Window Workflow Foundation Runtime Services: The Persistence Service


This is the first of a series of brief articles intended to illustrate the functionality and customizability of the Windows Workflow Foundation (WF) Runtime Services. This first article is focused on describing WF’s persistence service and ways to customize it. Upcoming articles will cover other WF services such as tracking, communication, timer, and transactions to name a few. The article assumes that you are familiar with WF fundamentals. For an introduction to the WF basics, you can read this interesting article from David Chappell.

WF Runtime Services Overview

The Windows Workflow Foundation runtime engine provides the base set of functionalities required to execute and manage the workflow lifetime. The runtime engine architecture is highly extensible. For example, rather than imposing a specific type of host, the runtime engine can be hosted in almost any kind of Windows process. Furthermore, much of the functionality of the runtime engine, implemented in the individual runtime services, can be easily customized. In fact, developers can easily add/remove services to the runtime engine; and using the WF libraries, developers can actually create their own runtime services.

The following are the default WF services:




Save and restore the state of the workflow at certain points to-from a durable medium


Tracking services are designed to monitor workflow execution through the exchange of data that can then be persisted to a storage medium or output on a specified stream, the System.Console for instance


The Timer service within the Windows Workflow Foundation (WF) runtime engine is responsible for managing time-outs such as those required by the Delay activity


Provides the transaction support needed for data integrity.


Dispense physical threads used to execute workflow instances


Persistence Service Overview.

By default the workflow hosting application executes the workflow instances in memory without any kind of state maintenance. However there are many scenarios, such as long-running processes for example, that require a mechanism for persisting the state of the workflow during some points of its execution. Using WF terminology, the process of persisting a workflow to a durable medium is known as dehydration while restoring is rehydration.

In WF, persistence is implemented using a runtime service whose main function is to save and restore the state of the workflow at certain points to-from a durable medium. WF provides a default persistence service named SQLStatePersistanceService, however due to the extensible model of the runtime services, developers have a broad set of options in order to deal with state persistence including the ability to create their own persistence service. The following sections explore some of these options. . .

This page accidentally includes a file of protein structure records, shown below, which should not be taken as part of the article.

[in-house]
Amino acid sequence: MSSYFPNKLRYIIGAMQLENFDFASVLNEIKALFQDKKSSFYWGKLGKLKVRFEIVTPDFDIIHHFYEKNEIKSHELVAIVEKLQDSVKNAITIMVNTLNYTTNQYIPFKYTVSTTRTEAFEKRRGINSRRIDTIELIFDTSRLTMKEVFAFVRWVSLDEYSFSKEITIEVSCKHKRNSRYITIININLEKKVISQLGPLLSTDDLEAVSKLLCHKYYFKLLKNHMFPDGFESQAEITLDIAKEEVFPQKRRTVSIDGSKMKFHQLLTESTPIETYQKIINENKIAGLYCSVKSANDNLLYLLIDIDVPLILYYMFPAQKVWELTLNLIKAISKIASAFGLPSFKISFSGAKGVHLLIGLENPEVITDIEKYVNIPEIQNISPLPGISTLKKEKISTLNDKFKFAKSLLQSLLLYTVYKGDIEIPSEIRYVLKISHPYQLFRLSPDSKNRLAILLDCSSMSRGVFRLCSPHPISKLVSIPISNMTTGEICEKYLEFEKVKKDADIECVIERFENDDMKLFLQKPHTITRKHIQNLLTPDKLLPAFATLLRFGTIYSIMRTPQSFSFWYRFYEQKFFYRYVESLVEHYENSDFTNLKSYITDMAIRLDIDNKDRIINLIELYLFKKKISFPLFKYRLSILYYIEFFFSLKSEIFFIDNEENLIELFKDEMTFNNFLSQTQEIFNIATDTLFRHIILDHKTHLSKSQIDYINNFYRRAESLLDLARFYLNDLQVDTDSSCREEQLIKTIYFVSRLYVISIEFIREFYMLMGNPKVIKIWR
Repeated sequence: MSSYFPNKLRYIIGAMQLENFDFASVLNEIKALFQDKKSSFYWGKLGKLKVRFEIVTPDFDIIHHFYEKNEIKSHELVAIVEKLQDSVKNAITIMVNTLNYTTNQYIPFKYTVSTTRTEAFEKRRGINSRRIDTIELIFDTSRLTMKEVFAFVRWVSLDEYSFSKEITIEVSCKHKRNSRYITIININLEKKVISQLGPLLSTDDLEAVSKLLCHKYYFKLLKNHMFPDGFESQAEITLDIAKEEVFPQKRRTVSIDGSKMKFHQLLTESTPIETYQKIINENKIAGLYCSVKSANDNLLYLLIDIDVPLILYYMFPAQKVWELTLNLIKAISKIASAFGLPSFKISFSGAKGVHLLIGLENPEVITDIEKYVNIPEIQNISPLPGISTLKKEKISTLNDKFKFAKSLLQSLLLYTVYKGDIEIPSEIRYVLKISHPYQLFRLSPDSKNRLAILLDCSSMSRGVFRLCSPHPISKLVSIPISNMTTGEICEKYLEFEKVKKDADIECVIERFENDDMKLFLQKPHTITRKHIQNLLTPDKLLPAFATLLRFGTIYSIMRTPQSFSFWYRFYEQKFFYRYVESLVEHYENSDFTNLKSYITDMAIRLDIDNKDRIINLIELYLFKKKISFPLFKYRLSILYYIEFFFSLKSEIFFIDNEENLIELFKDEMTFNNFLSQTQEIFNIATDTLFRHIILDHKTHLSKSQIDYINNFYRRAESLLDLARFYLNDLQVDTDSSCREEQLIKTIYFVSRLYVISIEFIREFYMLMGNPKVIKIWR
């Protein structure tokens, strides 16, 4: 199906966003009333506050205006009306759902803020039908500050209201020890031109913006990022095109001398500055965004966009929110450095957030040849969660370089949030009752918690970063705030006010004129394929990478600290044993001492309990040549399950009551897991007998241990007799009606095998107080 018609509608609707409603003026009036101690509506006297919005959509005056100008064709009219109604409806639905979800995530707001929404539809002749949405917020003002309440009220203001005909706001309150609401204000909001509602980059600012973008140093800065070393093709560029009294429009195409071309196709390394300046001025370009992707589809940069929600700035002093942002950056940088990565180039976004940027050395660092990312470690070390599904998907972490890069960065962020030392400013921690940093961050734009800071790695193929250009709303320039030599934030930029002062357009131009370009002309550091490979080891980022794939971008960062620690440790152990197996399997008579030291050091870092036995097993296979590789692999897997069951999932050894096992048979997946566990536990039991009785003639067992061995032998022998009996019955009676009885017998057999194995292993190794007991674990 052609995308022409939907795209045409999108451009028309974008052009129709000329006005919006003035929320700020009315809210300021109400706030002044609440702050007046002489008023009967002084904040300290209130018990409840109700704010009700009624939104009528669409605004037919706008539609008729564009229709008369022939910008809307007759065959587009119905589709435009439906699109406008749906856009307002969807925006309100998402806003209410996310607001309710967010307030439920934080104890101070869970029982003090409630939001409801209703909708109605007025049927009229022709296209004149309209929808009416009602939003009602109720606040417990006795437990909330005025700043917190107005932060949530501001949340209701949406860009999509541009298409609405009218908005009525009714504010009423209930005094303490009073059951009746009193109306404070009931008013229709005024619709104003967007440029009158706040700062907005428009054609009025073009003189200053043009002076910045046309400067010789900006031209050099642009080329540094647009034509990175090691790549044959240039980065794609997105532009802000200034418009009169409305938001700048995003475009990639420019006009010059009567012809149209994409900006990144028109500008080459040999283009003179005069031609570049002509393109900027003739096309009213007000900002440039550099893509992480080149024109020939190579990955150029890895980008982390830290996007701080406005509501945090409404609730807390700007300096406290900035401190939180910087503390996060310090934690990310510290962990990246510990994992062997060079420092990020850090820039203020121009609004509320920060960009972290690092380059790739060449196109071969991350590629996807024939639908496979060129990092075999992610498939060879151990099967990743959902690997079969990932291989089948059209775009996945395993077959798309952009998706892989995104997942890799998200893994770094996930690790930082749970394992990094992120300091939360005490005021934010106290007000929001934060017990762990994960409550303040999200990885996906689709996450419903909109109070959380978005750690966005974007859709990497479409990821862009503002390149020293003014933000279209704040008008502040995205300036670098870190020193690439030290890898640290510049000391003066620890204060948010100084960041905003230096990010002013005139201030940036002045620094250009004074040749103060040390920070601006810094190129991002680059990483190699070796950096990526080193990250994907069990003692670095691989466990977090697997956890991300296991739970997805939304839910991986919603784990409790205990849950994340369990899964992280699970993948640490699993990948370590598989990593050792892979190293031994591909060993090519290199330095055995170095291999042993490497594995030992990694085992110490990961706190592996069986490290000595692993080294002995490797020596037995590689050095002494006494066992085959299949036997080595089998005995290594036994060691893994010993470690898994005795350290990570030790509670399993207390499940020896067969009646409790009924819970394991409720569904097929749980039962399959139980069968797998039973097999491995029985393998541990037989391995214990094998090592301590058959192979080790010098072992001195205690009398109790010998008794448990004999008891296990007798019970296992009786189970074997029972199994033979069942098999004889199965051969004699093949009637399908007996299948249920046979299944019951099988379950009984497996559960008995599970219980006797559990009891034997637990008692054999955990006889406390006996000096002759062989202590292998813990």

Sample Workflow Overview.


This sample WF workflow helps to illustrate the functionality of the persistence service. The workflow consists of a sequence of three activities defined in Table 2.


Activity Type


Before Serialize


Prints the phrase “Before Serialize” to the console



Suspends the workflow execution for a period of 50 seconds

After Serialize


Prints the phrase “After Serialize” to the console

This figure illustrates a graphical representation of the workflow.

Configuring the Sample Workflow to the Persistence Service

The WF runtime engine uses the SQLStatePersistanceService service to allow the hosting application to save/restore the workflow state to/from a SQL Server database. Microsoft SQL Server is a very common and robust medium to maintain the state of the workflow instances, however you can also use other mediums such as any other relational database, XML files, binary files or just about any mechanism available for storing data. The following are the steps required to configure the sample workflow to use the persistence service:

1.      Create and Configure the Persistence Database

2.      Add the SQLStatePersistanceService Instance to the WorkFlow Runtime

3.      Save the Workflow Instance State


1. Create and Configure the Persistence Database


One interesting thing to note about the WF installation is that it does not require an existing installation of SQL Server, hence the databases required to use this runtime service are not installed by default. Developers who choose to implement the default persistence service, SQLStatePersistenceService, must first run a series of scripts in order to create and configure the persistence database. The following steps describe how to create the databases for the SQLStatePersistenceService:

a.      Use Microsoft SQL Server Query Analyzer to connect to the database server.

b.      Create a new database by creating a new query with the command: "create database <databasename>".

c.      Execute the query by choosing Query-Execute or by pressing F5.

d.      Choose the database created in step 2 above by selecting it from the database drop down list.

e.      Use File-Open to open the SqlPersistenceService_Schema.sql file located in the SQL script directory described above.

f.        Execute the query by choosing Query-Execute or by pressing F5. This will create the tables for the SqlStatePersistenceService service.

g.       Use File-Open to open the SqlPersistenceService_Logic.sql file located in the SQL script directory described above.

h.      Execute the query by choosing Query-Execute or by pressing F5. This will create the stored procedures for the SqlStatePersistenceService service.

2. Add the SQLStatePersistanceService Instance to the WorkFlow Runtime